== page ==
Right at the feet of famous Kluane National Park, this cozy log cabin is nestled between spruce trees and cotton woods with ample space around the cabin and endless wilderness right behind it.
Forested trails and grassy meadows invite for some some amazing hikes into our untouched northern back country. Blue Kathleen Lake, the high country of St. Elias Mountain Range, and the remote valleys of the Cottonwood Pass are only minutes away.
Every time I hike the Chilkoot trail, I think about all the dreamers that fought against this inhospitable country. Few found gold but many found inner strength. All lived real adventures. They opened the path for the rest of us.
At the Old Log Church Museum, we preserve, interpret and provide access to Yukon's church-related historic materials in our care-including the building itself, which is the oldest surviving structure in its original location in Whitehorse. Learn about early missionary and whaling history, First Nations art and culture and the legendary Bishop Who Ate His Boots!
Museum tours and other interpretive programs available. Special programming and free admission on Canada Day and Discovery Day. Old Fashioned Christmas Sale - mid to late November.
Established in 1977, the Yukon Historical & Museums Association works to inspire and share a passion for Yukon heritage by providing support for education, networking, advocacy, partnerships and awareness.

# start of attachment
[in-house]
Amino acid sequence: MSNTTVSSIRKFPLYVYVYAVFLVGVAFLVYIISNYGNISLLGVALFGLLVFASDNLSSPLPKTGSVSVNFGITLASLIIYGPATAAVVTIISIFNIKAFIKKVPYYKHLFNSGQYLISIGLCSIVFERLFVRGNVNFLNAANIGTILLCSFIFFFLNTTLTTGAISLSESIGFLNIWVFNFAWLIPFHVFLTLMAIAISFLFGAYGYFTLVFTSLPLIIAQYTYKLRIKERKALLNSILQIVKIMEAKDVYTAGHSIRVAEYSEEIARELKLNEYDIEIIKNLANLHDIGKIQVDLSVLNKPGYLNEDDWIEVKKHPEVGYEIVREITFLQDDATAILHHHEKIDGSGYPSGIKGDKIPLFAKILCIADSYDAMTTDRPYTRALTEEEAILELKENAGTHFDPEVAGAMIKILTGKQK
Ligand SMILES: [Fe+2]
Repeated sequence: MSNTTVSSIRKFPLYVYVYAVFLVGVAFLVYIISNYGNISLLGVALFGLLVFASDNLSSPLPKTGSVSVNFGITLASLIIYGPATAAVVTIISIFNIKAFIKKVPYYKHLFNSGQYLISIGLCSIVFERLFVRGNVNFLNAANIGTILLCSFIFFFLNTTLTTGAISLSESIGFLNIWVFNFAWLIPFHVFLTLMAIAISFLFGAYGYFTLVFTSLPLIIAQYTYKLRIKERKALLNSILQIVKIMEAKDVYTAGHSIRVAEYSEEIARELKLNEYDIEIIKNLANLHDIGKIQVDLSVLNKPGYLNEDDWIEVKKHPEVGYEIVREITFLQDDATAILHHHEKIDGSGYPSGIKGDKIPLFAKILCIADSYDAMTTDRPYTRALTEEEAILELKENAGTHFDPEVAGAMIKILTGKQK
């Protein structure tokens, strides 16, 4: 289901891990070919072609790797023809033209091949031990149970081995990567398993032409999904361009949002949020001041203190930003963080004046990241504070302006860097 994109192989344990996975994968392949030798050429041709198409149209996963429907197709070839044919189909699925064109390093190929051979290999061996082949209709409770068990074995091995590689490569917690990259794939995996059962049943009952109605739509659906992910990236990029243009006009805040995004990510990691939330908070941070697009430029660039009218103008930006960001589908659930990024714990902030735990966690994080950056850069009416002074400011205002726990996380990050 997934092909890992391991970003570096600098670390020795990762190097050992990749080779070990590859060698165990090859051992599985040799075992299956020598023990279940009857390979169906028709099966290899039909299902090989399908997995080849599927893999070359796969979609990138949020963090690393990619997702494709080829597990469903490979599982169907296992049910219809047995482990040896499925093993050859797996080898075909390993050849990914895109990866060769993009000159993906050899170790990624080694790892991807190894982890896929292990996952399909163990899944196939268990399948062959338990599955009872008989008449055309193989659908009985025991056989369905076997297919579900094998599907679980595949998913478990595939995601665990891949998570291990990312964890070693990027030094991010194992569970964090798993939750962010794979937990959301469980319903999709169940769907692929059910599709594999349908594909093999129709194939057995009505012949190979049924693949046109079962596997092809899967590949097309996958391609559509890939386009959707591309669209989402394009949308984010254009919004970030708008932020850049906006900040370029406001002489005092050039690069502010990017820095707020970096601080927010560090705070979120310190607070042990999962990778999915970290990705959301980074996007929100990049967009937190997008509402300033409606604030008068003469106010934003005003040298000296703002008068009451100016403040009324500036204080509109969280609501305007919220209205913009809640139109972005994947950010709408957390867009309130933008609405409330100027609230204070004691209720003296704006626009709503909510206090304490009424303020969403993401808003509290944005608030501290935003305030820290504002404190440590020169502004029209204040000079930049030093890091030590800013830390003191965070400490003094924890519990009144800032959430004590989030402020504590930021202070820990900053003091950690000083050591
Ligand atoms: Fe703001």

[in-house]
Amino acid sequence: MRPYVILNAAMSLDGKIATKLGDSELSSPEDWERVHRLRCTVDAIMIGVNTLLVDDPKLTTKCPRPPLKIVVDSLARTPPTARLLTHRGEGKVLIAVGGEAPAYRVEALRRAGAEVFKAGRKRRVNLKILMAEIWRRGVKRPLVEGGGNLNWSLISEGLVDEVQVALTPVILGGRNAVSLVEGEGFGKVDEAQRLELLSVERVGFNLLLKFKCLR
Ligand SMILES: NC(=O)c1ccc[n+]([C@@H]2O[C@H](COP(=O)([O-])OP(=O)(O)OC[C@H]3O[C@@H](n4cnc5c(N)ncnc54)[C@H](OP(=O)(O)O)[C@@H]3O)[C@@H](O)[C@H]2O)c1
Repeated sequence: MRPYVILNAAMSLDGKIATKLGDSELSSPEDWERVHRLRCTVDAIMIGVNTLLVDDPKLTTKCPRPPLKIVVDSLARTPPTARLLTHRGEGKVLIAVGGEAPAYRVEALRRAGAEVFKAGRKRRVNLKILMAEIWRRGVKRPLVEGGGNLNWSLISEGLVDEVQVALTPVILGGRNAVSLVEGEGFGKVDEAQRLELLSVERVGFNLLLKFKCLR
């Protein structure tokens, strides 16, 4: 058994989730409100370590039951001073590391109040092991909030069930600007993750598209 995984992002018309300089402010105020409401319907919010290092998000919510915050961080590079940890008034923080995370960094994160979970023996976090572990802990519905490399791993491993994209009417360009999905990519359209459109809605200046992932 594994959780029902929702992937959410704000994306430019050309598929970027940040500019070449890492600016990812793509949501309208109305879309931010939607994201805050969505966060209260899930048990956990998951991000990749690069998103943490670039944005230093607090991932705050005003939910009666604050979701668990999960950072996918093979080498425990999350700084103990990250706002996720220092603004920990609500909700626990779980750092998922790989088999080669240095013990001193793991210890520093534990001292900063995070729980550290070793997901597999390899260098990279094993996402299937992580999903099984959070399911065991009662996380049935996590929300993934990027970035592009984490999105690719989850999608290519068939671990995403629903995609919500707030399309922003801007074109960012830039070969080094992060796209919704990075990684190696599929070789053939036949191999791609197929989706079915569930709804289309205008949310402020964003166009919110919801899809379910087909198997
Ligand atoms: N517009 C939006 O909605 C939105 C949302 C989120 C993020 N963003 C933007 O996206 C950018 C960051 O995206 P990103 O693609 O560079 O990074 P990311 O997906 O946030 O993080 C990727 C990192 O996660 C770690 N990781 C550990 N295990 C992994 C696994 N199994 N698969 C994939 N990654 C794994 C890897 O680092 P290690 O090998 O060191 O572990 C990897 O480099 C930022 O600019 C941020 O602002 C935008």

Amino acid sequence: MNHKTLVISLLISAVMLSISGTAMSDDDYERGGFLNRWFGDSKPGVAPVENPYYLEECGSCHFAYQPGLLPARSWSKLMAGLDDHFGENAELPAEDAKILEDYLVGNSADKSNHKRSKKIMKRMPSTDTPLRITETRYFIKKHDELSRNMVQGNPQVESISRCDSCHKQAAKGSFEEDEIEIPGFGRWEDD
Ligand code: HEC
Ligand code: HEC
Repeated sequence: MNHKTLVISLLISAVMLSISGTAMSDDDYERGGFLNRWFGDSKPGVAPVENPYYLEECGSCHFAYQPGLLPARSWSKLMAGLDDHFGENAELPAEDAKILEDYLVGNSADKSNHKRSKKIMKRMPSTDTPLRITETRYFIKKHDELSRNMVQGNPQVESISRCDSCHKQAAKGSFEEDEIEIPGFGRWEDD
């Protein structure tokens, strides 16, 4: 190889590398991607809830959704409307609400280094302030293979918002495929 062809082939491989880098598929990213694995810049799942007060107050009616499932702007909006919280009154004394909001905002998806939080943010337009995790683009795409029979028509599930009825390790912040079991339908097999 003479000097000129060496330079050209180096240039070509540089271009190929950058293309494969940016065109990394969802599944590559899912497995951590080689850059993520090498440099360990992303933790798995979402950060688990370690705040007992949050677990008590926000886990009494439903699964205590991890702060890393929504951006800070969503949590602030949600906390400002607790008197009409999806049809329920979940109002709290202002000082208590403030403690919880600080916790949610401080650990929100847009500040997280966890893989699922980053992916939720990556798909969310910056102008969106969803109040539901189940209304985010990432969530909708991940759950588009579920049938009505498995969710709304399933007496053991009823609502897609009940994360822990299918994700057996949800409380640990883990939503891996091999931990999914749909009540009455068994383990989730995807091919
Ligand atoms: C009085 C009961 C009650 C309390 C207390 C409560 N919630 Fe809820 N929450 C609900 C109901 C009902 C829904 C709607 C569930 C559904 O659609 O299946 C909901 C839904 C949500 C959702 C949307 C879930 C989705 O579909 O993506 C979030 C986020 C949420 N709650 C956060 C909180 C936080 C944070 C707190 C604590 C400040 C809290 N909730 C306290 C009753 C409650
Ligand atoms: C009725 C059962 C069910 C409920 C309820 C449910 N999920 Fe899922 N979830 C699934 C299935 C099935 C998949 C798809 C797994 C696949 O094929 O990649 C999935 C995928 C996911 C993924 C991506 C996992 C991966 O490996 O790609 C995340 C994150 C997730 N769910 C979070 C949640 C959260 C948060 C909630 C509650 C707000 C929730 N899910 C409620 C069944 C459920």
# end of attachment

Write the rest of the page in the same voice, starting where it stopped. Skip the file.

The British Yukon Navigation (BYN) Company sternwheeler fleet plied the upper Yukon River between Whitehorse and Dawson City in the early twentieth century. The S.S. Klondike was the largest sternwheeler in the fleet. Built in 1929, the ship sank in 1936, was rebuilt and launched as the S.S. Klondike II in spring 1937.
The Dawson City Museum is the place to begin your exploration of Dawson and the Klondike Gold Rush. Discover Yukon's First Peoples and explorers. Experience the gold rush through the stampeders, the entrepreneurs, and the demimonde.
A variety of programs are available for our visitors. Experience the law prior to the arrival of the North-West Mounted Police. Discover for yourself what it takes to be a Stampeder. Try your hand at the rockerbox and prepare to be amazed at the gold pouring demonstration.
Not long after gold was discovered in large quantities in the Klondike, dredges were brought into the Yukon—the first dredge was built in the fall of 1899. One of the two dozen dredges that worked this area, Dredge No. 4 was designed by the Marion Steam Shovel Company. The dredge rests on Claim No. 17 below Discovery on Bonanza Creek, near the spot where it ceased operations in 1960. Dredge No. 4 is the largest wooden hull, bucket-line dredge in North America and is a significant example of corporate
industrial mining in Canada.